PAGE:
The best TV/movie actor to attend every men’s WCHA school
Editor’s note: This is the fifth installment of a six-part series in which a Pucks and Rec writer will select the top contemporary entertainment alum from each school in a Division I hockey conference. The 10 institutions that comprise the men’s WCHA make up this week’s edition. All filmography and award information is courtesy of the Internet Movie Database.
Alabama-Huntsville: John Hendricks
This pick and a few others here are a bit of a stretch due to a dearth of onscreen alumni from men’s WCHA institutions. With that said, Hendricks won the 2000 International Emmy Founders Award for his status as the founder of Discovery Communications. Preceding and subsequent recipients of the Founders Award include Jim Henson, Oprah Winfrey and Steven Spielberg.
Hendricks’ creation spawned the Discovery Channel, Animal Planet and OWN, and also purchased the rights to TLC in 1991.
Alaska: Ben Grossman
Though also not an actor, Grossman has done Fairbanks proud at the Oscars. He took home the top prize for visual effects in 2012 for his work on Hugo. Two years later, he was back on the ballot in the same category, having overseen the effects in Star Trek Into Darkness.
Elsewhere, Grossman’s trophy case includes an Emmy, which he claimed a share of in 2006 as a visual effects supervisor on The Triangle. His team’s triumph was the limited series’ only award.
Alaska-Anchorage: Steven Bruns
Bruns has made Anchorage one of his six stops on the road to completing his higher education. Keeping busy before the camera is his simple reason for such an erratic academic regimen.
The 37-year-old nabbed his first credit through a cameo in The Holiday, opposite Kate Winslet, Cameron Diaz and Jack Black. He later spent three years portraying Marco on Days of Our Lives and has two more credits pending next year.
Bemidji State: Cheyenne King
Another paltry pool yields a 2000 graduate who has completed eight credits on obscure projects, but is still getting looks, as evidenced by the short film, One for the Road, based on the Stephen King story and due for release in 2018.
Bowling Green: James Pickens, Jr.
With Tom Conway and Eve Marie Saint, BGSU has an impressive history of contributions to Hollywood. But Pickens, whose time on campus coincided with the Falcon pucksters’ rise to relevance under Ron Mason in the mid-’70s, is the freshest example.
The Grey’s Anatomy cast mainstay earned seven consecutive NAACP Image Award nominations as a supporting actor in a drama series, culminating in a 2012 victory. After his character, Richard Webber, gained a greater role, he was nominated for Outstanding Actor at the 2014 Images.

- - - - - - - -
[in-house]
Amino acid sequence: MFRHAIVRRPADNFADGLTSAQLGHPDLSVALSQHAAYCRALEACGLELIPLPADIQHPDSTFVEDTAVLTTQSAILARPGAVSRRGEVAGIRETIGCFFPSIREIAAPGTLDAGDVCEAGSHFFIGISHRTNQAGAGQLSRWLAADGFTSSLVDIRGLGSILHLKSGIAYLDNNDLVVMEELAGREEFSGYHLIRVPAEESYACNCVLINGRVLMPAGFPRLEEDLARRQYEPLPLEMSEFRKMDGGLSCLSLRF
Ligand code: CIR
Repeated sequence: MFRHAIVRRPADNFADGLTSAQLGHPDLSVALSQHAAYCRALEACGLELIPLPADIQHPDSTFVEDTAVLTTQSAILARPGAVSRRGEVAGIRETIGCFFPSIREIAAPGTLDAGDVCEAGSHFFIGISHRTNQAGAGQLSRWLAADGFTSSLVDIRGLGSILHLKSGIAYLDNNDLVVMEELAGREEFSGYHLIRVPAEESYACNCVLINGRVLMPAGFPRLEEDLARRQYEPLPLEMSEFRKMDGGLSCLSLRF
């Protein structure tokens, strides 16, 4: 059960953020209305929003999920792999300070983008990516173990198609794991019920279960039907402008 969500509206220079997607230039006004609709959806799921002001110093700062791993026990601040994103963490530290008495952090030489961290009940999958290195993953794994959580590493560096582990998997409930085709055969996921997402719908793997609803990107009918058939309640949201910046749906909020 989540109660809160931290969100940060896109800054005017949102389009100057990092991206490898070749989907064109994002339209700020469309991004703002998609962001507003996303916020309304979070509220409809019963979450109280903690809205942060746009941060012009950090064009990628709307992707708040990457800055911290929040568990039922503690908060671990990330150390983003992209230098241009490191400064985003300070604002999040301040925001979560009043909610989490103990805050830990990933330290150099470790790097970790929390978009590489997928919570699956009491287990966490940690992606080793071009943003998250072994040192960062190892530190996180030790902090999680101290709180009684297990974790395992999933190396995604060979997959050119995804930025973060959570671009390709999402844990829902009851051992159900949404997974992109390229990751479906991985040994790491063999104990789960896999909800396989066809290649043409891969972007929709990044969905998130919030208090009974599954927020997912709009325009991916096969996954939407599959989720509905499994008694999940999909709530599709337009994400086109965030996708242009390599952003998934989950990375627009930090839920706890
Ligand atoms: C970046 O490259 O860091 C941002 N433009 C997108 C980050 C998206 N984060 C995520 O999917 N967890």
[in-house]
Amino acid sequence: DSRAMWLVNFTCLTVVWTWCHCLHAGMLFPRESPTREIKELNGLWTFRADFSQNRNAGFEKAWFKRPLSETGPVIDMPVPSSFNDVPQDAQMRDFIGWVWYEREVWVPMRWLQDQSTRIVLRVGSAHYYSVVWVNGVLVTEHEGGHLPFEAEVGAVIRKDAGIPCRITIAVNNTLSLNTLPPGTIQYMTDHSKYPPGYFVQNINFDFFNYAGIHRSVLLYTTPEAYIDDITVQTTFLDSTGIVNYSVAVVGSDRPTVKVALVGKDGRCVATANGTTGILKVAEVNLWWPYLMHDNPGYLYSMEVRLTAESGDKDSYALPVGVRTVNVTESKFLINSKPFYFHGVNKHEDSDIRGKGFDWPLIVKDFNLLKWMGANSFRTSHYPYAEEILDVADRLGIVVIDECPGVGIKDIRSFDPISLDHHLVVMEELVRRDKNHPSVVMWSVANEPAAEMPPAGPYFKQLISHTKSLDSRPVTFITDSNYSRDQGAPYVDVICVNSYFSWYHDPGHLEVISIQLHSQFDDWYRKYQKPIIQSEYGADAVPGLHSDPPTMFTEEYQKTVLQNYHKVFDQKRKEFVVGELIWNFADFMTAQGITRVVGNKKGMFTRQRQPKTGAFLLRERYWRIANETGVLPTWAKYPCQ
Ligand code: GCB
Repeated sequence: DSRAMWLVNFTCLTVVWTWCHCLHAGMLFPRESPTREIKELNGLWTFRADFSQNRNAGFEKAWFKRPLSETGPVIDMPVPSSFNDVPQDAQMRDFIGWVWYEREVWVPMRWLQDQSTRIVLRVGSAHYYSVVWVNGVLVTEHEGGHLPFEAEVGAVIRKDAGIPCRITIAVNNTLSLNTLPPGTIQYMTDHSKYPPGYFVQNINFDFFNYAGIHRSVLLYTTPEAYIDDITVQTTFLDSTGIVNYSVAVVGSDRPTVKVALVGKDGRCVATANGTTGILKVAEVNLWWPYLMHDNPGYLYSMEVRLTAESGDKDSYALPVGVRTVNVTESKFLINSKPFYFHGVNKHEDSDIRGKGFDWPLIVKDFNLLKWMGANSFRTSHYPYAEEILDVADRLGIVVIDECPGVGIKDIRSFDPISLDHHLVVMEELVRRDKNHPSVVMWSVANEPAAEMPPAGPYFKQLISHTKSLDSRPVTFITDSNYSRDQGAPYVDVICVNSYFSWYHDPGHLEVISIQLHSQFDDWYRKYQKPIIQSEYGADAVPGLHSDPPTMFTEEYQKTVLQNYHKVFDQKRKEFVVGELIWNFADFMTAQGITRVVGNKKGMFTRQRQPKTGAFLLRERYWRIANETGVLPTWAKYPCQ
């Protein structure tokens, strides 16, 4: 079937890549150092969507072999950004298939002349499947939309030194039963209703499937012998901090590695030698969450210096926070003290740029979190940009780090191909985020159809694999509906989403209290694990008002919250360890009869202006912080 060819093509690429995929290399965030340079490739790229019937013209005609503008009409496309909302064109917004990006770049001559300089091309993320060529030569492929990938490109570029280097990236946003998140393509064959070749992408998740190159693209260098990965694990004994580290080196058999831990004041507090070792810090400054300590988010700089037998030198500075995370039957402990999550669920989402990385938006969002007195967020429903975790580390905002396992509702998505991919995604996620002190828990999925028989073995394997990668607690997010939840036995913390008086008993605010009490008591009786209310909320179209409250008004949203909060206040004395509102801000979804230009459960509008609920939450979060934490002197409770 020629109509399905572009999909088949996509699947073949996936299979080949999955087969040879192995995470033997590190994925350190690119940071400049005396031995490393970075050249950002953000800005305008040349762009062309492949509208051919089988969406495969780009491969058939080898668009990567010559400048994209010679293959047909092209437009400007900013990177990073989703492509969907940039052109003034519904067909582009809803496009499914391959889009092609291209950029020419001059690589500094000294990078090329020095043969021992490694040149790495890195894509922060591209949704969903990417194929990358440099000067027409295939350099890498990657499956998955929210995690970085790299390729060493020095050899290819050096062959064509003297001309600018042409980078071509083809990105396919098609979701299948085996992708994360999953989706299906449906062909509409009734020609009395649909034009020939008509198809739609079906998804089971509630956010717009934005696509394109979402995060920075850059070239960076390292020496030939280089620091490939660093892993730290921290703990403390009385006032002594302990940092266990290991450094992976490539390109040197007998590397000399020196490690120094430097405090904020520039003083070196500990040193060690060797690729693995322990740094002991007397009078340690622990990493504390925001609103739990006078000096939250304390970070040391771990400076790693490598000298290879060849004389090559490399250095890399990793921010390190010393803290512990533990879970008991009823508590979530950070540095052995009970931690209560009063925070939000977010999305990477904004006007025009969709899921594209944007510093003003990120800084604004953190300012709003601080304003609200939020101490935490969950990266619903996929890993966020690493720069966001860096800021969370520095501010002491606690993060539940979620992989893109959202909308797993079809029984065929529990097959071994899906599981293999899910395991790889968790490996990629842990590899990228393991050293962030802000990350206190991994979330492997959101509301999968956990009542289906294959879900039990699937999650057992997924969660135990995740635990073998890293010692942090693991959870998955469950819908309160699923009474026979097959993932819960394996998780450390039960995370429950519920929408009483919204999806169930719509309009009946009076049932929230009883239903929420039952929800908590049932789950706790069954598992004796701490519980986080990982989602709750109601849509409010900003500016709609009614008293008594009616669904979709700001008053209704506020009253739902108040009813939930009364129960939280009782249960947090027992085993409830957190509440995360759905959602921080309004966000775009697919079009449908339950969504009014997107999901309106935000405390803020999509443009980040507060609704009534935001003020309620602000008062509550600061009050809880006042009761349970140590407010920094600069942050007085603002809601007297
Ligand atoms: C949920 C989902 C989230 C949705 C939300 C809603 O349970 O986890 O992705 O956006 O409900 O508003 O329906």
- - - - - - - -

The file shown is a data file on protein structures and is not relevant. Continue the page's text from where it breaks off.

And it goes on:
A former recurring guest star on The X-Files, Pickens has also seen action in such films as 42, and will be on an upcoming comedy program, Kick.
Ferris State: Jeff Hephner
Hephner captained the Bulldogs basketball team as a senior in 1998-99, then turned to acting and started building up without delay. He broke out as Matt Ramsey in the third season of The O.C., then enjoyed other short-lived, but notable roles on Easy Money, Mercy, Hellcats, Boss and Agent X over the ensuing decade.
By the time he was appearing on Agent X, Hephner had also been in the film Interstellar and was a regular on Chicago Fire. His character, Jeff Clarke, has since crossed from the firehouse to the hospital, aggregating 36 episodes and counting on the original series and its spinoff, Chicago Med.
Lake Superior State: Eric Cairns
The closest LSSU has come to contributing to showbiz was through Cairns’ 2012 project, Signals, which he produced, directed and edited the year he graduated.
Michigan Tech: Jeffrey Swerdan
Granted, he is primarily a producer and writer, and his IMDB profile notes that Swerdan only took summer courses at MTU. But that counts, as do his three acting endeavors in Second Thoughts (2012), Becoming the Reaper (2015) and Rotten to Thee Core (2017).
Minnesota State: Cedric Yarbrough
Yarbrough’s regular role as Kenneth on the first-year ABC series, Speechless, is a reward for 16-plus years of starring parts on less mainstream networks and a slew of recurring, guest and supporting spots.
Besides Reno 9-1-1 and The Boondocks, his previous bread and butter, the versatile Yarbrough was previously seen in The 40-Year-Old Virgin and on Arrested Development, Bones, Brooklyn Nine-Nine and The Goldbergs, among many others.
Northern Michigan: Steven Wiig
NMU also produced Jackie Swanson, who figured crucially into the final season of Cheers, though she has not logged any new acting credits since 2011.
With generally limited options, that leaves Wiig, who to date has kept busy with limited glamour. His first credit for Into the Wild — a project he shared with the likes of Sean Penn, Emile Hirsch, Catherine Keener, Vince Vaughn, Kristen Stewart and Zach Galifianakis — may still be the most recognizable.
But 10 years later, people are still tapping into his talents, with parts in two films and guest spots on two TV shows already recorded in 2017.